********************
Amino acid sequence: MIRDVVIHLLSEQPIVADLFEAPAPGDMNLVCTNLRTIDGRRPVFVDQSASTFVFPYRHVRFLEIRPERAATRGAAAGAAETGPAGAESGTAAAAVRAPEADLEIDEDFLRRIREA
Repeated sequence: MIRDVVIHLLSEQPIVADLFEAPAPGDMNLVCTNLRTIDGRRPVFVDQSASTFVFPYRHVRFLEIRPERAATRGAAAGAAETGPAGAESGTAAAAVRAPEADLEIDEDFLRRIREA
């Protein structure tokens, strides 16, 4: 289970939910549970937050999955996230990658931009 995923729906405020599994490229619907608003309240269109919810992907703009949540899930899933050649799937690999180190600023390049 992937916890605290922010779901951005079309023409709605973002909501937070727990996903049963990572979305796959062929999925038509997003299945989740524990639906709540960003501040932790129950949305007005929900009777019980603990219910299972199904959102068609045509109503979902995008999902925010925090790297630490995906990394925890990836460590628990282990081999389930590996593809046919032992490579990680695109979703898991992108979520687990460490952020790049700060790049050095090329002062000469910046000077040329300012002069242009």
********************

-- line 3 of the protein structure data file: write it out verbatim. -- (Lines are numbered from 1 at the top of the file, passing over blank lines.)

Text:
């Protein structure tokens, strides 16, 4: 289970939910549970937050999955996230990658931009 995923729906405020599994490229619907608003309240269109919810992907703009949540899930899933050649799937690999180190600023390049 992937916890605290922010779901951005079309023409709605973002909501937070727990996903049963990572979305796959062929999925038509997003299945989740524990639906709540960003501040932790129950949305007005929900009777019980603990219910299972199904959102068609045509109503979902995008999902925010925090790297630490995906990394925890990836460590628990282990081999389930590996593809046919032992490579990680695109979703898991992108979520687990460490952020790049700060790049050095090329002062000469910046000077040329300012002069242009």